Growing In Your Garden Now - Fava Beans
California is noted for its culture of many of the nation's foods. One that is relatively unique to our state is the fava bean (Vicia faba). Fava beans are also called Horse, Broad, Windsor, English Dwarf Bean, Tick, Pigeon, Bell, Haba, Feve and Silkworm beans. It is similar in size to the lima bean and is native to the Mediterranean region, especially Italy and Iran. It is one of the oldest cultivated plants known, with its culture extending back to prehistoric times. In North America, Canada is perhaps the largest producer of fava beans since they produce best in cool summer areas. Minnesota and the lake states produce small acreages. In California, fava beans are grown as seed crops along the coast from Lompoc to Salinas and in the Northern Sacramento Valley, but in other areas of the state they are grown mostly as a cover crop or for green manure.
Fava beans are a relative of vetch, a determinate type with erect, coarse stems and large leaves without climbing tendrils. It grows to be a bushy plant, two to seven feet tall. The white or purplish flowers are born in clusters on short stalks in the axils of the leaves. The large-seeded varieties bear 1 or 2 pods at each node while the small-seeded types produce from 2-5 pods. The pods produced are up to 18 inches long and contain from 3-12 large beans. There are about 15 pods per stalk on the large types and 60 pods on plants of the small-seeded varieties. When stored under favorable conditions, most bean seeds have a life expectancy of 3 years. "This plant is used as livestock and poultry feed, for a cover crop, and as either a green or dry vegetable. It is also used as a coffee extender when roasted and ground. The dry beans are about 24% protein, 2% fat, and 50% carbohydrate, and have 700 calories per cup.
The fava bean is a cool-season annual legume and is usually planted February and March in California for vegetable use and September to November for cover crops. When grown for seed production, the crop takes 4-5 months to mature, depending upon the planting date. Optimum growing temperatures are 70-80 degrees F. The plant is resistant to frost damage to at least 21 degrees F, but does not do well under summer heat of the interior valleys, especially during flower/pod set. The seeds should be planted about one to two inches deep (large varieties) into well prepared soil, three to five inches apart. Germination takes place in 7 to 14 days. Since they will grow into small bushes, the sprouted seeds should be thinned to 8 to l0 inches apart (this may not be practical), allowing two to three feet between rows for seed production.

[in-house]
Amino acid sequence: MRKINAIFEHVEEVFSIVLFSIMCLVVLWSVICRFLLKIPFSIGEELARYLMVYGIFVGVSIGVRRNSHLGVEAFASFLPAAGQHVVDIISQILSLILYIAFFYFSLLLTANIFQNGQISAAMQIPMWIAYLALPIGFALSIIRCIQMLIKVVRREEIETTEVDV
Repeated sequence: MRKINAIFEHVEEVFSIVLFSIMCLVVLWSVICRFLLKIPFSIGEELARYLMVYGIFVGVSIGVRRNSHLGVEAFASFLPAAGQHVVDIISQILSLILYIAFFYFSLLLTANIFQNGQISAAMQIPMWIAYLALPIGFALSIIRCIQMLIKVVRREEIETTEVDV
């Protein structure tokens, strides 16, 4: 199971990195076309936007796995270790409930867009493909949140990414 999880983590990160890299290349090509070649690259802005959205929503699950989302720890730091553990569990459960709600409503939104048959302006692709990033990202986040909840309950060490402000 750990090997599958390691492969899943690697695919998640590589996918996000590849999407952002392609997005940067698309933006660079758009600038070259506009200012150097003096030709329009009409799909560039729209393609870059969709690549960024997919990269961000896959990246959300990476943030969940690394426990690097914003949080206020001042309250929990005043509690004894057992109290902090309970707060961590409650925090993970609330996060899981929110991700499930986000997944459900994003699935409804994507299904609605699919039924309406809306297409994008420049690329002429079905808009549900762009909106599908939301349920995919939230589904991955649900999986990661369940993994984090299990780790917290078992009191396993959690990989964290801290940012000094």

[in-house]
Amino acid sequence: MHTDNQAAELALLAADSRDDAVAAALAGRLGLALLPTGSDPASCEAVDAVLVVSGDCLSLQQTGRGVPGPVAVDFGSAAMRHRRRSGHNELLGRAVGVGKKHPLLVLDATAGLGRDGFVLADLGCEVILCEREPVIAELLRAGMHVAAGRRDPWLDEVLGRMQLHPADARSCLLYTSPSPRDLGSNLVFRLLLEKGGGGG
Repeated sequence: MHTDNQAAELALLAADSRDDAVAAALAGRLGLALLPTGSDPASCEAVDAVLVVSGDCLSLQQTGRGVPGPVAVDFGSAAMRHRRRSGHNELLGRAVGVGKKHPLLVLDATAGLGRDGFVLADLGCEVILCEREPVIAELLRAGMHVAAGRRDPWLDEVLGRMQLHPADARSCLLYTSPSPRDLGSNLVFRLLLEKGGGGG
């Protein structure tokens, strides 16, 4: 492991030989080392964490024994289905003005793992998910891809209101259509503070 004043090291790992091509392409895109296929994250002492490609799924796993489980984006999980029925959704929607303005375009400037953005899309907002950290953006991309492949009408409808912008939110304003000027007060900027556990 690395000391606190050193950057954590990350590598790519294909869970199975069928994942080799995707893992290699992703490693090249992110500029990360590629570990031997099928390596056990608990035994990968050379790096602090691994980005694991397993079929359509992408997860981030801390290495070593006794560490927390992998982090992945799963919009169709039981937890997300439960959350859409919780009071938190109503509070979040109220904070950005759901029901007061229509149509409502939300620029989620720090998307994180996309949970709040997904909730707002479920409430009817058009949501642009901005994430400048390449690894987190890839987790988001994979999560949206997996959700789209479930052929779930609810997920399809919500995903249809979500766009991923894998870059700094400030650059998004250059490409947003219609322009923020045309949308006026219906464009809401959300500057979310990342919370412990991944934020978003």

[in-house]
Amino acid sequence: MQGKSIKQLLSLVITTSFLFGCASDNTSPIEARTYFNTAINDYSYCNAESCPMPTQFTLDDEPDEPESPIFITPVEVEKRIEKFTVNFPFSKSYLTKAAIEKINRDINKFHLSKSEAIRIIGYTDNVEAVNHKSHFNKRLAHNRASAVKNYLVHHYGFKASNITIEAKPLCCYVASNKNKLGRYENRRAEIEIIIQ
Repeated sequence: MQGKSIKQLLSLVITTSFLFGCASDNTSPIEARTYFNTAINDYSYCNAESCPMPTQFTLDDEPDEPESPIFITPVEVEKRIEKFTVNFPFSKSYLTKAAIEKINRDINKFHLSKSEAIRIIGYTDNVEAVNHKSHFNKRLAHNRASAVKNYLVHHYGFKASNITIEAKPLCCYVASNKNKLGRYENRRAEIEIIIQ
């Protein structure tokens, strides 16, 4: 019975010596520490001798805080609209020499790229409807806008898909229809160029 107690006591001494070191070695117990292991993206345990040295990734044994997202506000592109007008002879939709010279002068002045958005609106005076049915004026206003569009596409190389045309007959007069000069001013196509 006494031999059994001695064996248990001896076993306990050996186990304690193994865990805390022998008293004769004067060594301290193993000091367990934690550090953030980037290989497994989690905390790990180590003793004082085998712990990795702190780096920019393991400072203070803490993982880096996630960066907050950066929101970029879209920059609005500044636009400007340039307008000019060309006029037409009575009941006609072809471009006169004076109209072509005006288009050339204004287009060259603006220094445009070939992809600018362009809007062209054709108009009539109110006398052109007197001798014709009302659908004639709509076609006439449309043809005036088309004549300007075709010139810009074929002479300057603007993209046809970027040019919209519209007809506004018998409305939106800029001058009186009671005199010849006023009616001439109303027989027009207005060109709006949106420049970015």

For cover crops, one plant per square foot is recommended. Plants do best on well drained heavy silt or clay loams but will also do well on adequately moistened sandy soils. Because they are of the legume family, fava beans do not need nitrogen fertilizer if the plants are properly nodulated.
Select the pods when they are green, thick and have a glossy sheen. These should be well filled with large beans. The raw bean can then be kept in the refrigerator for a day or two. For preparation to cook, remove beans from the pods and then hull the beans. The hull is the thin outer coat (pericarp) around each seed. Beans can then be cooked in boiling salted water for 20-25 minutes in a covered saucepan. Savory herb also makes a good addition. Other methods of preparation similar to lima beans are satisfactory. Also, young, fresh fava beans can be cooked without hulling.
Fava beans are reported to be susceptible to aphid and bean weevil attack. Some rotenone products are registered for weevil control on beans. Ladybird beetles and some small parasitic wasps can be effective in controlling aphids. Several products containing diazinon or malathion are registered for aphid control on beans. As with all pesticides, make sure the label specifies your intended uses, and follow the directions carefully.
Little is known about diseases affecting fava beans under California conditions due to the limited acreage in production. One disease identified in the northern San Joaquin Valley area is Chocolate Spot, Botrytis fabae. This fungus disease causes brown spotting on leaves and pods and is favored under moist conditions. Severe attacks can cause leaf and pod loss. Several virus-like diseases and powdery mildew have been observed on fava beans, but were not positively identified as to the causal agents. Fava beans are a preferred host of black aphids and may serve as a bridging host for virus diseases that the aphid transmits to other leguminous species.
Favism is an inherited disorder of certain individuals, particularly of southern European origin. These people have an enzyme deficiency expressed when fava beans are eaten, especially raw or partially cooked. Symptoms commonly include acute toxic hepatitis and those similar to influenza. Males are more commonly affected than females; mortality is almost entirely confined to children. Fava plant pollen in the respiratory tract also affects these people.
By Gary Hickman and Mick Canevari, University of California Farm Advisors, San Joaquin County